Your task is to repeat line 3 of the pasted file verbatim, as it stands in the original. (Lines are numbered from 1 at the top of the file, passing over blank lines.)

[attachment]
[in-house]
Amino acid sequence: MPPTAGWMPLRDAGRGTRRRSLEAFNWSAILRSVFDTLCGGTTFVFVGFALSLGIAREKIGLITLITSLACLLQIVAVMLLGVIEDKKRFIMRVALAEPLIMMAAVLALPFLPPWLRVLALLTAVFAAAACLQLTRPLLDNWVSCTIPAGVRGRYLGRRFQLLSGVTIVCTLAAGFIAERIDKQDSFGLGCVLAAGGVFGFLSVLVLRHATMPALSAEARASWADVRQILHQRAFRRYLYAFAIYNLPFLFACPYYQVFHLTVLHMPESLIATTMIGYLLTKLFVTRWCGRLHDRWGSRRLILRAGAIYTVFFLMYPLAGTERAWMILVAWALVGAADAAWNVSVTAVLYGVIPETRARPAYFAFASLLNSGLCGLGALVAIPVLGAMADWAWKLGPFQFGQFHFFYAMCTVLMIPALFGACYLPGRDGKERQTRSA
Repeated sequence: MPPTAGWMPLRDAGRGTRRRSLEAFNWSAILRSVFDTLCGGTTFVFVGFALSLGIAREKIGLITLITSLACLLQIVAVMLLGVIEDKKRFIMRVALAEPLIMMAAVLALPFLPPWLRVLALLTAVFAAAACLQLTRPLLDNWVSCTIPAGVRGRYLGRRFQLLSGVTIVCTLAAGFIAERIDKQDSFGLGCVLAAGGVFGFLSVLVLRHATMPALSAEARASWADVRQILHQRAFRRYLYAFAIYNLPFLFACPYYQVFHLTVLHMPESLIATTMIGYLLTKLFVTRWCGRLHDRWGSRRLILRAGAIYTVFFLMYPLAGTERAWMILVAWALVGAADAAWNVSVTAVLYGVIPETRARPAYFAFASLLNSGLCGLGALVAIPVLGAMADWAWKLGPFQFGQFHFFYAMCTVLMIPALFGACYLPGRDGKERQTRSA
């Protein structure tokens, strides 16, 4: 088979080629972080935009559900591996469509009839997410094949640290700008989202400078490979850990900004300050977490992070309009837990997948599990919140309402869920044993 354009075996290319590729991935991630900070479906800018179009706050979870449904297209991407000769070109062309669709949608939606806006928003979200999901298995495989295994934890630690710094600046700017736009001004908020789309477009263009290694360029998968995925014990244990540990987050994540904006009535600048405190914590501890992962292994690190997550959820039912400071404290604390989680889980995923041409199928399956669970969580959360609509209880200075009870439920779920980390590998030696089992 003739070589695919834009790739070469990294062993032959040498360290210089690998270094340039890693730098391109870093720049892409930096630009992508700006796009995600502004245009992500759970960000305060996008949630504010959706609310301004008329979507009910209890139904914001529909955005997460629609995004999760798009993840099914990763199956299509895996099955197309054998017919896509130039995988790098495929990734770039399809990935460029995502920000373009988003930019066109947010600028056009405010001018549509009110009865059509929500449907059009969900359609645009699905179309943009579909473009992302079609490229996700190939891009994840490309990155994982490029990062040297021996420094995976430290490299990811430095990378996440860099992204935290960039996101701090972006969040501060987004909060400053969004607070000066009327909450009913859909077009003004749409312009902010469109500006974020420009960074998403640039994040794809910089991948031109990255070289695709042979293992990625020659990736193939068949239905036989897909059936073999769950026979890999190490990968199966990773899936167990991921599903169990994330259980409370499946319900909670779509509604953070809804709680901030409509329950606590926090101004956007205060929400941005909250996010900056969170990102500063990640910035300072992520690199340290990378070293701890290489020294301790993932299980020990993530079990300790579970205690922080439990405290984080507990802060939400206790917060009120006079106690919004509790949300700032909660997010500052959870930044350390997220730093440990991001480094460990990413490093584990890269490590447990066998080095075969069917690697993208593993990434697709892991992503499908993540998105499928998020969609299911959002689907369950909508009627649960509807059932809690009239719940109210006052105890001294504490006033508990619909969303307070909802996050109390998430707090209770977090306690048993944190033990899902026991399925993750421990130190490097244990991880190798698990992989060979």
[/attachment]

Repeated sequence: MPPTAGWMPLRDAGRGTRRRSLEAFNWSAILRSVFDTLCGGTTFVFVGFALSLGIAREKIGLITLITSLACLLQIVAVMLLGVIEDKKRFIMRVALAEPLIMMAAVLALPFLPPWLRVLALLTAVFAAAACLQLTRPLLDNWVSCTIPAGVRGRYLGRRFQLLSGVTIVCTLAAGFIAERIDKQDSFGLGCVLAAGGVFGFLSVLVLRHATMPALSAEARASWADVRQILHQRAFRRYLYAFAIYNLPFLFACPYYQVFHLTVLHMPESLIATTMIGYLLTKLFVTRWCGRLHDRWGSRRLILRAGAIYTVFFLMYPLAGTERAWMILVAWALVGAADAAWNVSVTAVLYGVIPETRARPAYFAFASLLNSGLCGLGALVAIPVLGAMADWAWKLGPFQFGQFHFFYAMCTVLMIPALFGACYLPGRDGKERQTRSA